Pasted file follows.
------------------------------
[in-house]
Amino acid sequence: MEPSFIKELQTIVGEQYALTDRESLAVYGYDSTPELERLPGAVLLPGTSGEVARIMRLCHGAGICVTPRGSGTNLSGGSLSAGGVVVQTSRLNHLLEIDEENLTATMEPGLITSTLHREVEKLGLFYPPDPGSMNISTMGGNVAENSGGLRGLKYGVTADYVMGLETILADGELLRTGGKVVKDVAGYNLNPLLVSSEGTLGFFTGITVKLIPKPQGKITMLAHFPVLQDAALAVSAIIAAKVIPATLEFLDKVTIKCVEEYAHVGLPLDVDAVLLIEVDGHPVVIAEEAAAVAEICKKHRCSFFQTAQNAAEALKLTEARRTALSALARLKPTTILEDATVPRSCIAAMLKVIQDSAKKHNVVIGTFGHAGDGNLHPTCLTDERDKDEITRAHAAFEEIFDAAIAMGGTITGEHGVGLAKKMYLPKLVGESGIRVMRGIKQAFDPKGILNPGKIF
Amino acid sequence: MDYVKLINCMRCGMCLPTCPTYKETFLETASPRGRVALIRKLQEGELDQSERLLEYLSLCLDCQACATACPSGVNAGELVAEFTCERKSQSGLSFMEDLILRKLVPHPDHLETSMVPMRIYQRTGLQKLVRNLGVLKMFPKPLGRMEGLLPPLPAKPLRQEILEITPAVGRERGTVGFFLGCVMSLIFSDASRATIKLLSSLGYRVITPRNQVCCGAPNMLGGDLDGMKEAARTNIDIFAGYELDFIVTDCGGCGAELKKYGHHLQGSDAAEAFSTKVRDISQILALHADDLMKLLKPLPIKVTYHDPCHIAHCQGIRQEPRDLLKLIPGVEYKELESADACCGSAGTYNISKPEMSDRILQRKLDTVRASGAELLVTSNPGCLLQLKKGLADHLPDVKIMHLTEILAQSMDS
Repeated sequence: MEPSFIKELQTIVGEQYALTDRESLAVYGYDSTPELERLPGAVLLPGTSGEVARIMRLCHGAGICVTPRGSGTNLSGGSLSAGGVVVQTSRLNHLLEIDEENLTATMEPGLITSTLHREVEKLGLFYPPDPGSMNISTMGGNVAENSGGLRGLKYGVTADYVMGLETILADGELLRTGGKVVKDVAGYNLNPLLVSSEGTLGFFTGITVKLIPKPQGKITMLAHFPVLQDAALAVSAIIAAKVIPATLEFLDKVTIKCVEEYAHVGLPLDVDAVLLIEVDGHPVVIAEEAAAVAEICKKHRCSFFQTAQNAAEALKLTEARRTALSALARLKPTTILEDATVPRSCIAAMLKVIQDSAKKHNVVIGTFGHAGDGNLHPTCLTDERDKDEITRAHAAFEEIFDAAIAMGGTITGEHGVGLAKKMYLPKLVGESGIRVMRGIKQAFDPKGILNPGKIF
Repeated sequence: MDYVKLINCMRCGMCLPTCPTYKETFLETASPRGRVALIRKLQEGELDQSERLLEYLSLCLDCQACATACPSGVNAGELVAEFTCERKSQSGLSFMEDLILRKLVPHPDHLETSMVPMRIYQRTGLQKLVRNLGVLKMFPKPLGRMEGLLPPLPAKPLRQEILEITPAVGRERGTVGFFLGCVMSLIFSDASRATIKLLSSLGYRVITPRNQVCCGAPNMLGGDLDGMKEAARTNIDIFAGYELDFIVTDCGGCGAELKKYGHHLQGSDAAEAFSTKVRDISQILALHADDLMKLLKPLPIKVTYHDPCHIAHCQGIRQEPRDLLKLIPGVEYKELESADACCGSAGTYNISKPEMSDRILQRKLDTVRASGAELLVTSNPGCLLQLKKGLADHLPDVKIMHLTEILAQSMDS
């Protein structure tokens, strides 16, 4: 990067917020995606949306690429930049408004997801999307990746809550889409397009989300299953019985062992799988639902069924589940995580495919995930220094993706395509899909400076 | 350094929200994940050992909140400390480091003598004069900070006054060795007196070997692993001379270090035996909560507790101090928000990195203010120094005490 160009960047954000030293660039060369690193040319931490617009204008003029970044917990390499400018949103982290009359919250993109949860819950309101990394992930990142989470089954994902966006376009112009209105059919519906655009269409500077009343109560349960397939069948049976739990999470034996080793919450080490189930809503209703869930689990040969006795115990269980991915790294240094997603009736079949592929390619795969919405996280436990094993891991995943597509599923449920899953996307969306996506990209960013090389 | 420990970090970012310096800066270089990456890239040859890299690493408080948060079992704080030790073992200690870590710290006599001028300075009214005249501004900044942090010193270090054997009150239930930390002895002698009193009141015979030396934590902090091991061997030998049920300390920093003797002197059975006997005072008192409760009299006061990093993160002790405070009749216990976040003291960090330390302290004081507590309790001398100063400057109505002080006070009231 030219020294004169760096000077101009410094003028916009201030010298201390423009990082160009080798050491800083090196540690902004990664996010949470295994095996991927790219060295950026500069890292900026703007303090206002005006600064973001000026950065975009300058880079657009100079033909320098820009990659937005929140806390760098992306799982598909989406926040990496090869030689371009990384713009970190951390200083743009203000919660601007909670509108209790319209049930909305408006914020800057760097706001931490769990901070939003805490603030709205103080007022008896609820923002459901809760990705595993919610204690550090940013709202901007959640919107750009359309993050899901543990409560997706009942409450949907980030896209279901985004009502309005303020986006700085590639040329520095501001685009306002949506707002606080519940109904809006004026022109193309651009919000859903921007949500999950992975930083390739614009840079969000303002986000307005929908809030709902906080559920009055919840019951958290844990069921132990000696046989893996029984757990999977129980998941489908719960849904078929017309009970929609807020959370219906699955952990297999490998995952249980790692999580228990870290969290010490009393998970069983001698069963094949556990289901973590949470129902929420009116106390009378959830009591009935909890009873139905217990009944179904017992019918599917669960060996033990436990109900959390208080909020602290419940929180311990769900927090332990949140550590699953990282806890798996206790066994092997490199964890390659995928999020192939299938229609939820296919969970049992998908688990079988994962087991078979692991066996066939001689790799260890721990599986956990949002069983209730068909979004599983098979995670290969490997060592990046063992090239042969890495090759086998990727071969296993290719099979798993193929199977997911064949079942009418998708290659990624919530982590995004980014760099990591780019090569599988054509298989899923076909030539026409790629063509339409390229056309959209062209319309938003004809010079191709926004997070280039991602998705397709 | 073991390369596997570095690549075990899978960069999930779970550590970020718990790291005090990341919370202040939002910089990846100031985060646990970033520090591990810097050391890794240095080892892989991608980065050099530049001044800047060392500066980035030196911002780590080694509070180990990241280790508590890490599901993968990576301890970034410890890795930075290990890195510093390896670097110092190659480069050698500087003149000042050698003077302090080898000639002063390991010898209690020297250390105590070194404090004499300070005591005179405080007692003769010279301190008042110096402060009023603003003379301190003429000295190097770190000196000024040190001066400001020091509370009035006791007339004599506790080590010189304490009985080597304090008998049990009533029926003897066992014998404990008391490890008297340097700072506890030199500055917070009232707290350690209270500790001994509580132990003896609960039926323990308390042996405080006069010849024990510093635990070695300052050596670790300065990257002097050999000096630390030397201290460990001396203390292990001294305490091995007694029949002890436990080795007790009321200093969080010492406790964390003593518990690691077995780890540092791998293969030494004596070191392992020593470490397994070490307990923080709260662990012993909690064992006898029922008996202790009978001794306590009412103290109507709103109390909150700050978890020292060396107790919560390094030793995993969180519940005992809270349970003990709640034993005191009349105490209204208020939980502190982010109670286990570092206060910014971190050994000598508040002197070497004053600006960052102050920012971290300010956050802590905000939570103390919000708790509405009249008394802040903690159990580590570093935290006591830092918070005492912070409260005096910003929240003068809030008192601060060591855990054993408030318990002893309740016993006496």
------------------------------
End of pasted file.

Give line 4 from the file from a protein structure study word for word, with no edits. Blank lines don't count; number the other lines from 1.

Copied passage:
Repeated sequence: MEPSFIKELQTIVGEQYALTDRESLAVYGYDSTPELERLPGAVLLPGTSGEVARIMRLCHGAGICVTPRGSGTNLSGGSLSAGGVVVQTSRLNHLLEIDEENLTATMEPGLITSTLHREVEKLGLFYPPDPGSMNISTMGGNVAENSGGLRGLKYGVTADYVMGLETILADGELLRTGGKVVKDVAGYNLNPLLVSSEGTLGFFTGITVKLIPKPQGKITMLAHFPVLQDAALAVSAIIAAKVIPATLEFLDKVTIKCVEEYAHVGLPLDVDAVLLIEVDGHPVVIAEEAAAVAEICKKHRCSFFQTAQNAAEALKLTEARRTALSALARLKPTTILEDATVPRSCIAAMLKVIQDSAKKHNVVIGTFGHAGDGNLHPTCLTDERDKDEITRAHAAFEEIFDAAIAMGGTITGEHGVGLAKKMYLPKLVGESGIRVMRGIKQAFDPKGILNPGKIF